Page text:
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The Actuary The magazine of the Institute & Faculty of Actuaries
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Bothering to borrow

The original royal charter of the Institute of Actuaries contained an objective stating that a library for the profession must be formed. Likewise the Rules of the Faculty of Actuaries include the following words: ‘The Faculty shall maintain a Library of professional works for consultation and reference…’Despite this strong support for a library in our constitution, there exist actuaries who would argue that their subscriptions would be better spent on other things. Is this acceptable? Or does it merely reflect our progression from paper to PC?

What’s on offer?The actuarial profession houses three libraries in the UK – Maclaurin House, Edinburgh, Napier House, Oxford, and Staple Inn, London. All are open to fellows and students as well as academics, university students, and members of other professions. It would be fair to say that, together, the libraries form the largest collection of actuarial publications in the world and are seen as an essential first port of call for anybody researching an aspect of the actuarial profession.Each library holds a reference set of actuarial course notes, past papers, questions-and-answer banks plus the recommended additional reading for each subject. There is also study space for those who require a quiet study session away from housemates or other distractions. The library catalogue, including 30,000 references to actuarially related books and papers, can be searched online. Many documents can be downloaded at no charge or photocopied and posted on request. Books are also posted out free to mainland UK, which means that students can order and study additional reading at no cost to them or their employer, apart from the cost of returning the material.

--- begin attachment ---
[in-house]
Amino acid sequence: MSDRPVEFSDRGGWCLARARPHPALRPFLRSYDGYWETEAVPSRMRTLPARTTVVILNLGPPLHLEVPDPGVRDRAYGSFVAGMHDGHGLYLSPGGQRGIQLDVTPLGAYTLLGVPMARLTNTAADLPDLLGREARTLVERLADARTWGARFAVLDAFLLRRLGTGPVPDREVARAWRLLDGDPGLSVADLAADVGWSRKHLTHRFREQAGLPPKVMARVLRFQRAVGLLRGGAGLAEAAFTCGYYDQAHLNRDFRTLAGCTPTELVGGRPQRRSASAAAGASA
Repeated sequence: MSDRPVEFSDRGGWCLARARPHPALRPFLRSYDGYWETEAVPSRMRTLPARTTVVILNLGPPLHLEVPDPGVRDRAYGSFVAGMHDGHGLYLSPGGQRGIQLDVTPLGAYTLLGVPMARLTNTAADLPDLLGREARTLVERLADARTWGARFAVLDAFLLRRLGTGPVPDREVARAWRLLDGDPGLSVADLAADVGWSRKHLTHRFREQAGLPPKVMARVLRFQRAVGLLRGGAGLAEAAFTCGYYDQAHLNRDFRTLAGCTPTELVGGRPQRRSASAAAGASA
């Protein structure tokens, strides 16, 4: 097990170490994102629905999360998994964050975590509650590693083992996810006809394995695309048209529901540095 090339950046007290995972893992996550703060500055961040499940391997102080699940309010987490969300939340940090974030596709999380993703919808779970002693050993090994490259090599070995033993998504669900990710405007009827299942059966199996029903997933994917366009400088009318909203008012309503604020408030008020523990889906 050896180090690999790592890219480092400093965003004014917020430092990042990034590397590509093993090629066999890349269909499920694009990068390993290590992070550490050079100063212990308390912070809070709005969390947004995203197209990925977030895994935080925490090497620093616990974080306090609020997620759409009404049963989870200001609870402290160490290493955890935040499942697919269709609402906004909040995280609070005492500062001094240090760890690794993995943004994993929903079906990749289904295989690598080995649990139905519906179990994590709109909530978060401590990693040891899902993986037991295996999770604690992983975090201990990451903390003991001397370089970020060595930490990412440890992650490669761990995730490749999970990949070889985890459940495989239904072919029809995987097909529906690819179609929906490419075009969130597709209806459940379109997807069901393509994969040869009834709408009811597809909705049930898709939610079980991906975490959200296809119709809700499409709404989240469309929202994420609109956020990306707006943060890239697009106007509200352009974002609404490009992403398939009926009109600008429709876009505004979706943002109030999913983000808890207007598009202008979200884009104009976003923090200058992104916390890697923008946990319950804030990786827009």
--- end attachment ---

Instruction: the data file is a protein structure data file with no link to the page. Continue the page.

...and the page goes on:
What’s in it for students?Despite the wealth of services highlighted above, it may be difficult to see why current students should use the on-site libraries. Exam study notes are delivered to students at work or home, usually already paid for. In addition, any spare time available after completing a study session for the exams is more likely to be spent in the pub or gym than in one of the profession’s libraries.I therefore propose that students change how they study, to use the libraries’ services. It is common knowledge that the profession’s pass rates are embarrassingly low, and measures are being taken by the profession to address this. However, are measures being taken by the students? The Library Committee recently recommended that students use the libraries in the following ways: u consulting papers to broaden understanding of material in course notes;u consulting volumes of past exam papers for exam preparation; andu consulting reference copies of course notes and core reading as an aid to planning a route through the exams.I would add to this list the provision of study space. That is, study space away from the TV, laundry, housemates, grocery shopping, or any other activity that is ‘quicker to do’ on a midweek study day than at the weekend. It seems illogical that a profession with such strict academic entry requirements may consider the possibility of reducing such facilities for its students and teachers. After all, it becomes very difficult to make the horse drink if you limit its chief water supply.